A Cornish Betrothal by Nicola Pryce
Amelia Carew is celebrating her twenty fifth birthday in Cornwall, 1798. She is wondering if her new love, Dr Luke Bohenna, will propose marriage, after some time of courtship. There is one consideration; she was in love with another young man until she was told of his death. This historical romance is steep in the atmosphere of a locality familiar with life at sea, with naval officers, sailors of all sorts, a community involved with the insuring ships, receiving goods and helping with those affected by war. This powerful novel has much to say about the place of women in society and the importance of marriage in their lives, but also depicts some women who are unusual in their interests. Amelia is a woman who is very knowledgeable about the healing power of plants, especially herbs. In that respect this book overlaps with another by Pryce, who has obviously gained a wide knowledge of historic medical uses for plants as well poisonous possibilities. A solid knowledge of the area is eident, as well as the transport favoured by the genteel classes of the times. Not that research ever intrudes on the narrative in a negative way, but Pryce has obviously immersed herself in the small details of life in the late eighteenth century. I was very pleased to have the opportunity to read and review this fascinating book.
Amelia’s life in her happy family has been marked by her long time love for Edmund Melville, a young neighbour from a large house, son of a baronet. She grew up in the area in the company of Edmund and his cousin Francis. They were deeply in love, but for complicated family reasons Edmund joined the navy, and went away to sea . Since then Amelia was told of his death, which was confirmed by her godfather, and for the past eighteen months she has thrown herself into planting and caring for a herb garden. Distributing medicinal herbs and other charitable works has brought her into contact with a local doctor, and they have discovered a mutual attraction. Just at the point when everyone expects a declaration, Amelia receives a letter from Edmund, who has been a prisoner and very ill. In getting the letter translated Amelia makes another contact. Visiting Edmund’s childhood home she discovers that his mother is very ill and his sister Constance is threatened with an arranged marriage. Amelia becomes determined to keep her promises to Edmund and become his wife, but there is something very disturbing about him on his return beyond his scars and symptoms of trauma. As Amelia struggles to decide if she should honour her promises to Edmund, she cannot forget her love for the devoted Luke.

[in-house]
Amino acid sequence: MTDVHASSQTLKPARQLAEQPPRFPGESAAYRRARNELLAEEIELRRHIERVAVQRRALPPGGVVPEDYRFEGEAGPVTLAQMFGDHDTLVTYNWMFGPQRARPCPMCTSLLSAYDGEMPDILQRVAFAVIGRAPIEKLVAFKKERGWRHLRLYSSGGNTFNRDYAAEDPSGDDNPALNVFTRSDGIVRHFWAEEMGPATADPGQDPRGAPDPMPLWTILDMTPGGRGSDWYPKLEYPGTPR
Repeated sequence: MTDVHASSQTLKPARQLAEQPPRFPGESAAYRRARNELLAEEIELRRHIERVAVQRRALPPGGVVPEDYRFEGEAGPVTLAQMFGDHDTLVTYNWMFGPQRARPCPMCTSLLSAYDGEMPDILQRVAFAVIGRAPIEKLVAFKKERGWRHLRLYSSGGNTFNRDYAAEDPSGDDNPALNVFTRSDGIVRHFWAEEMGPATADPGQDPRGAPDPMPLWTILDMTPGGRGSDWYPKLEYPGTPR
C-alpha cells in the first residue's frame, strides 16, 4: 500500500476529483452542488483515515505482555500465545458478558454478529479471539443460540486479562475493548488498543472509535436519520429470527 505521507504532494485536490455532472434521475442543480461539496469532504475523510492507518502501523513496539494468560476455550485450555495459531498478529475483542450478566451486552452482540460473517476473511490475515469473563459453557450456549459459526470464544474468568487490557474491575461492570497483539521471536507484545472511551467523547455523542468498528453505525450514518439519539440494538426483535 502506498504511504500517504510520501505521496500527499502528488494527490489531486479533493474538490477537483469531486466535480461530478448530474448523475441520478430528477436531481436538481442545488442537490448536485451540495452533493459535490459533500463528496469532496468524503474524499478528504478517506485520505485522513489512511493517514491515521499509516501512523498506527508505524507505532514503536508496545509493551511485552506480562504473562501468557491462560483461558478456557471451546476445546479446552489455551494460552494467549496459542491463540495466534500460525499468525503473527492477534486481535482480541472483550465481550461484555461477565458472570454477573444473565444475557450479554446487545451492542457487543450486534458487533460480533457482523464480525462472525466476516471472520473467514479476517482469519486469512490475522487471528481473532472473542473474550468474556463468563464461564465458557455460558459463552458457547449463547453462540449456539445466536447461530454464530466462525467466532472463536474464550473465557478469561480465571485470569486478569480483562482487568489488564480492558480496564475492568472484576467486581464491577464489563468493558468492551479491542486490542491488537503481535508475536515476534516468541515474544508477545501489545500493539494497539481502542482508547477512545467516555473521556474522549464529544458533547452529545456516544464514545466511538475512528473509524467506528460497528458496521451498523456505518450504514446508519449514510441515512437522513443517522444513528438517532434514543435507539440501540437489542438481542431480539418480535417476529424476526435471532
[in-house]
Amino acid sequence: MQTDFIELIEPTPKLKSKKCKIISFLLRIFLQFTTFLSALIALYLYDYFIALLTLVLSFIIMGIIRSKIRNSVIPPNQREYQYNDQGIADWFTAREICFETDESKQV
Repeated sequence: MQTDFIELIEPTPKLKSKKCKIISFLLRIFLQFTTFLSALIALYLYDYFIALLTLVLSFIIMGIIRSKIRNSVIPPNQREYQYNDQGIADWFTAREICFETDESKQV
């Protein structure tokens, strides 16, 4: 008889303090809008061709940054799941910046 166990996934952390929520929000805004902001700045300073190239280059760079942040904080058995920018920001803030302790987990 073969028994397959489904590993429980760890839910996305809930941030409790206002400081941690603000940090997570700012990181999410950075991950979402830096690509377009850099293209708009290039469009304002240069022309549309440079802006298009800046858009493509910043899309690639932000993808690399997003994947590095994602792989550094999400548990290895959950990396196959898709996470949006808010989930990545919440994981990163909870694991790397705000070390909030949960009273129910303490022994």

This is a powerful and emotional book which deals with romance in a realistic way as it portrays problems faced when more than one person is attractive. There are some fascinating historical details of naval life in the period, as well as family issues, commercial details and the political realities of French prisoners. The herbal recipes and knowledge are carefully inserted and made relevant as an important part of Amelia’s life. I found this an exciting and fascinating book, full of twists and turns, which kept me guessing throughout. While characters from another book inhabit this story, this is very much Amelia’s narrative as supported by other memorable characters. I recommend this to anyone who is interested in well written historical fiction, especially with the focus on strong women, in an exciting setting.